UO researchers on the forefront of quantum information science continue to make major strides toward passing legislation, and last week three of them were awarded a major grant to pursue studies in quantum science.
UO physicist Michael Raymer, a Philip H. Knight professor in the Department of Physics, and two colleagues, chemistry professor Andy Marcus and physics professor Brian Smith, have been awarded a $997,000 grant from the National Science Foundation. The award is part of a $31 million NSF program for fundamental quantum research that, together with $281 million in Department of Energy investment, aims to help the United States take a leading role in the fast-evolving quantum technology revolution.
“This is no longer exploratory physics research,” said Raymer, who has been instrumental in efforts to establish a federally funded National Quantum Initiative. “We’re now thinking about building applications and technologies, and it represents a huge leap from where we were just a few years ago.”
Quantum technology uses quantum physics principles and advanced engineering to solve real-world issues. It requires manipulating the smallest possible units of energy and matter. It is already in limited use, but is expected to take off in the coming years as scientists around the world compete to leverage the promise of quantum technology.
The U.S. has been put on notice by the U.K., European Union and China, which in the past few years have invested or committed an estimated $420 million, $1 billion and $10 billion, respectively, for quantum technology development.
The three UO researchers will seek to use “quantum-entangled” states of light to enhance the sensing of remote objects and to probe the structure and behavior of molecules. Remote sensing can be used to determine how far away and how fast a distant object is moving, while quantum-enhanced spectroscopy can answer questions such as how are molecules arranged and how they pass energy from one to the other in processes such as photosynthesis.
“The project aims to combine concepts from engineering, physics and chemistry to advance quantum science across these disciplines,” Marcus said. “Chemistry, for example, can provide methods and theory for understanding and designing controllable molecular networks that can be interfaced with quantum optical systems. What might emerge potentially are new quantum-based design principles that chemists can exploit.”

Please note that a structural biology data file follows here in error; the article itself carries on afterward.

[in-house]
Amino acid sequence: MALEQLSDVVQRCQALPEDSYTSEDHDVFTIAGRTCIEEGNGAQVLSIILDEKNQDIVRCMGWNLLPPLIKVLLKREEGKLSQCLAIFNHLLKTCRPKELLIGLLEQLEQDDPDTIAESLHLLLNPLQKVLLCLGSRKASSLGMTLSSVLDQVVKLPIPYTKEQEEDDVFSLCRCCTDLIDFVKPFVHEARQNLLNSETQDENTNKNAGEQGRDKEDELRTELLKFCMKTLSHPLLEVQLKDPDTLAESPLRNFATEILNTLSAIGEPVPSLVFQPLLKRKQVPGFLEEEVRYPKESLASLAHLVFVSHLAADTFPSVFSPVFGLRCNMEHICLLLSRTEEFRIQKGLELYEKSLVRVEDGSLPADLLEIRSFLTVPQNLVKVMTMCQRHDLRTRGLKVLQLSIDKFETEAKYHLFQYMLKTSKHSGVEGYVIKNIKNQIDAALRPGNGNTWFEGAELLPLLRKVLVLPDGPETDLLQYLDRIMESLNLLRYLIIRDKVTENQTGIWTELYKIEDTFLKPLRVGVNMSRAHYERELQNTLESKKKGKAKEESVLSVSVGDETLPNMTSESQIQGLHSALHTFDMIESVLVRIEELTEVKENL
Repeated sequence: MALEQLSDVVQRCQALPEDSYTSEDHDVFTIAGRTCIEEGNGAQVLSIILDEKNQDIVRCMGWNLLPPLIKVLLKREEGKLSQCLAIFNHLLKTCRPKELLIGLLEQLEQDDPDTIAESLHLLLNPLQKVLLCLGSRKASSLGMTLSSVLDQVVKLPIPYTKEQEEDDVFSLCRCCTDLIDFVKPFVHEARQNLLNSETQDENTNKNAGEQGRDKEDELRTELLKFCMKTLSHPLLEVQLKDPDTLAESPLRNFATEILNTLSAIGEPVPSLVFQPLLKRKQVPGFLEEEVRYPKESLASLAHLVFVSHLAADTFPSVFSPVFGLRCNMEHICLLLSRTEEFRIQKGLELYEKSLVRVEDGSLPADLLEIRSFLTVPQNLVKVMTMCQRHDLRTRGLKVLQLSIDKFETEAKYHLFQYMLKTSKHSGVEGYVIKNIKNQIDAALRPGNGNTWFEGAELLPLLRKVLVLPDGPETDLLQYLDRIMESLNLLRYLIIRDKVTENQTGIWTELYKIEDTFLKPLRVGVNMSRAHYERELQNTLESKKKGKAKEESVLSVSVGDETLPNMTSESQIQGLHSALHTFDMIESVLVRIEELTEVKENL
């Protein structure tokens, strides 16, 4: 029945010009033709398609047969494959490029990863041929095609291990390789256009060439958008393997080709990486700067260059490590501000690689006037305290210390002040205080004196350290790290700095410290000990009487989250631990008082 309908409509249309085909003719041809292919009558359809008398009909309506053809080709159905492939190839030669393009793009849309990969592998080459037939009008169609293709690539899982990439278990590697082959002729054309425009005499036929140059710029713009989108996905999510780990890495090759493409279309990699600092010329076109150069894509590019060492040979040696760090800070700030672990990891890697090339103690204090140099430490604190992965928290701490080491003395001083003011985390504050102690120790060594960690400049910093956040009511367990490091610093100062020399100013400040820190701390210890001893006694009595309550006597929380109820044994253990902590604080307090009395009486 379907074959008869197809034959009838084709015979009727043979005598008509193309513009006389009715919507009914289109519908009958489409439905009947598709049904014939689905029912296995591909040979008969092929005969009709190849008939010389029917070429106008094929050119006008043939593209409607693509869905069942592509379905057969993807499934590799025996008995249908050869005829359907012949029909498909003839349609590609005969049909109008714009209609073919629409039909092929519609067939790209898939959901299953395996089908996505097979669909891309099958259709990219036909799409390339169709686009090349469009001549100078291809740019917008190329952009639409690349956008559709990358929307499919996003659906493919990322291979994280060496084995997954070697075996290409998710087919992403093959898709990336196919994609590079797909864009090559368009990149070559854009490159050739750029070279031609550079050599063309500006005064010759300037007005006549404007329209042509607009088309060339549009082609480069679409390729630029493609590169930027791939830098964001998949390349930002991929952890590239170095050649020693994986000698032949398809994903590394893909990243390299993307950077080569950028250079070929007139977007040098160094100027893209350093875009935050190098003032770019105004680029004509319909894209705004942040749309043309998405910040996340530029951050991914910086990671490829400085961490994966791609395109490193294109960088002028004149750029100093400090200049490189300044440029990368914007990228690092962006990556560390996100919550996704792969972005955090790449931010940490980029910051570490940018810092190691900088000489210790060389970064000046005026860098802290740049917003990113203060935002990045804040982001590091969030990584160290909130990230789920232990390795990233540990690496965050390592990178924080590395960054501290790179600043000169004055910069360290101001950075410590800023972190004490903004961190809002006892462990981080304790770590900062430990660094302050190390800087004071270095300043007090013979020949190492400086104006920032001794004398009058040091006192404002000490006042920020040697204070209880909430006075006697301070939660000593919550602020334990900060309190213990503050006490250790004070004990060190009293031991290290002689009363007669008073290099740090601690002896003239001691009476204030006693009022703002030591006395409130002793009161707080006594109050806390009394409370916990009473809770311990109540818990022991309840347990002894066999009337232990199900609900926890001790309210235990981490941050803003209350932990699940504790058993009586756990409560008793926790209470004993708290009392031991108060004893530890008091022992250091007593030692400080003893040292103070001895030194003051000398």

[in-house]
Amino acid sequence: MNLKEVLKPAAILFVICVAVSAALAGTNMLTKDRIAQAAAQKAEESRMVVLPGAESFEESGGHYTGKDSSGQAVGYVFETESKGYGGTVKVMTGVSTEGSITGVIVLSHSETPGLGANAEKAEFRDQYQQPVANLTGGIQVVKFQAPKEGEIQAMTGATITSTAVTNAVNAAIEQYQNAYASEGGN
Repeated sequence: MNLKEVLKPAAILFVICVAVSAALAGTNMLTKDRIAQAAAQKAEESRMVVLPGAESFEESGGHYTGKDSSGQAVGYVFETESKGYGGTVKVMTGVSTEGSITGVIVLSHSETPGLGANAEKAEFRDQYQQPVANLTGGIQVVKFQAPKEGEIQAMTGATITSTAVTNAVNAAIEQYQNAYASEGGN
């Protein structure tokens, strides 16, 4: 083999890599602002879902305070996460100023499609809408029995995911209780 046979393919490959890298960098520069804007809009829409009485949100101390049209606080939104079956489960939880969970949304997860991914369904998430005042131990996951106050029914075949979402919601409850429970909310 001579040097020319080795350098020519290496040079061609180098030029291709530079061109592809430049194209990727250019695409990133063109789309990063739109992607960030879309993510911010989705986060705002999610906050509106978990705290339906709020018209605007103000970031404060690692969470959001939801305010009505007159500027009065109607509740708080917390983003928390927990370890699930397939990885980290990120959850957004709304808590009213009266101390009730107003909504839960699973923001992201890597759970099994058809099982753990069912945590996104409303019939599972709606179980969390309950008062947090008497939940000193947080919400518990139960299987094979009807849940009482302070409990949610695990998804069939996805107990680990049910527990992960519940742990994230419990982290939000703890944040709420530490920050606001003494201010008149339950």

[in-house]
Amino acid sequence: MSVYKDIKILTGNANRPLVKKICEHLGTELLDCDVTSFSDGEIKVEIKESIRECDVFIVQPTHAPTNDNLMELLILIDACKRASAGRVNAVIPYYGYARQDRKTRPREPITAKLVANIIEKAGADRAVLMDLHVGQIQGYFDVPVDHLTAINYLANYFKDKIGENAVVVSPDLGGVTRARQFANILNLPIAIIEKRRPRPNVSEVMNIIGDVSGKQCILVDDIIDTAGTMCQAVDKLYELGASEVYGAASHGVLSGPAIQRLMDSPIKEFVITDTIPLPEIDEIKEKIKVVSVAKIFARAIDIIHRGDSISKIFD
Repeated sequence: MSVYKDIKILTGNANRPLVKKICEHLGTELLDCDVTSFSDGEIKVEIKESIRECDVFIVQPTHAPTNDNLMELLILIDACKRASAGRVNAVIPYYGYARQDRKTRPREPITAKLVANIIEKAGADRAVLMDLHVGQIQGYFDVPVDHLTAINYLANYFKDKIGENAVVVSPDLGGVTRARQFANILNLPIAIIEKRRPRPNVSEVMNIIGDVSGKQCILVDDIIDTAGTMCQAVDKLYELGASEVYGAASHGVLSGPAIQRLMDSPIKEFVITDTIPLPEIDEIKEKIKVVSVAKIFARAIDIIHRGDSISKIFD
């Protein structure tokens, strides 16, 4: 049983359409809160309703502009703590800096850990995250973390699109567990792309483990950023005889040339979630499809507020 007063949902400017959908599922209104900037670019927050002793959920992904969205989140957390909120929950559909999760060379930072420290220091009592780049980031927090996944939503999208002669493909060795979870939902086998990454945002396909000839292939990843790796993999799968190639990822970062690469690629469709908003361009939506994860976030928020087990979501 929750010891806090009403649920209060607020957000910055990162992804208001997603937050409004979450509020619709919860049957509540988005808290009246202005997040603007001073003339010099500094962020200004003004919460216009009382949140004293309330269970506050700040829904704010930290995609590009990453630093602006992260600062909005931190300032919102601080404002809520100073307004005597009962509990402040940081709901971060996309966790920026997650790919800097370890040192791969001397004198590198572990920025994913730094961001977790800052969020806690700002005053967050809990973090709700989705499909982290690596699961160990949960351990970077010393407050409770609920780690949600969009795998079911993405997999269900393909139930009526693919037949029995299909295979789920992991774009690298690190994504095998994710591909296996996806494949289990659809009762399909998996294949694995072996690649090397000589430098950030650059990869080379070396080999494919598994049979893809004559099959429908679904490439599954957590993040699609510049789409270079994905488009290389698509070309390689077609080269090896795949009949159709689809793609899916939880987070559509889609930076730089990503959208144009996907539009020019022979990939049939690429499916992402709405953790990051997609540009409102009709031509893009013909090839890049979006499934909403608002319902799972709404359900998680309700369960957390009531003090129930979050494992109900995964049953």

The NSF award announcements were coordinated with a Sept. 24 summit on quantum information science convened by the White House Office of Science and Technology Policy. It included leaders from federal agencies, higher education and industry to discuss how to accelerate progress in quantum information science. The White House also released a “National Strategic Overview for Quantum Information Science” that outlines a plan for advancing the field.
David Conover, UO’s vice president for research and innovation, and UO physicist and Nobel laureate David Wineland attended the summit, where they helped make the case for federally funded research in quantum information science.
“It’s gratifying to see such excitement and widespread bipartisan support for quantum science research and development,” Conover said. “We were invited to this White House meeting because the UO’s expertise in quantum information science is now widely recognized. Such national visibility is largely due to the scientific leadership and lobbying efforts of the UO’s Michael Raymer.”
Raymer and University of Maryland physicist Christopher Monroe co-authored the original proposals for a National Quantum Initiative that became the basis for federal legislation introduced in June. The National Quantum Initiative Act would establish a comprehensive national program to accelerate research and technology development in this emerging area.
Its goals are to advance the country’s economy and national security by securing the U.S.’s role as the global leader in quantum information science.
Following the White House summit, a Senate Energy and Natural Resources Committee hearing held the next day reviewed the Department of Energy’s role in quantum science and made clear that the legislative push to launch a National Quantum Initiative is continuing to gain momentum. Earlier this month, the National Quantum Initiative Act, House Res. 6227, passed the House without objection. The bipartisan bill is cosponsored by Chairman Lamar Smith, a Texas Republican, and ranking member Eddie Bernice Johnson, a Texas Democrat.
On Sept. 28, the U.S. Department of Commerce’s National Institute of Standards and Technology announced it had signed a cooperative research and development agreement with the nonprofit SRI International to lead a consortium focused on quantum science and engineering.
At the White House Summit, Smith said he hopes the full Congress will pass the National Quantum Initiative Act before the end of this year.
In the meantime, many unknowns remain, including the question of how best to begin to train the next-generation workforce that will confront the technological challenges head-on in the coming years. That’s one area where institutions such as the UO can play an important role, UO researchers say.
“Industry needs trained applied quantum scientists,” UO physics professor Brian Smith said, “So we also need to develop new educational and training programs at the UO and elsewhere.”
Companies and universities aren’t sure yet what an “applied quantum scientist” actually is, Smith suggested, so part of the task ahead is to flesh out that job description and fashion new academic programs in response.
—By Lewis Taylor, University Communications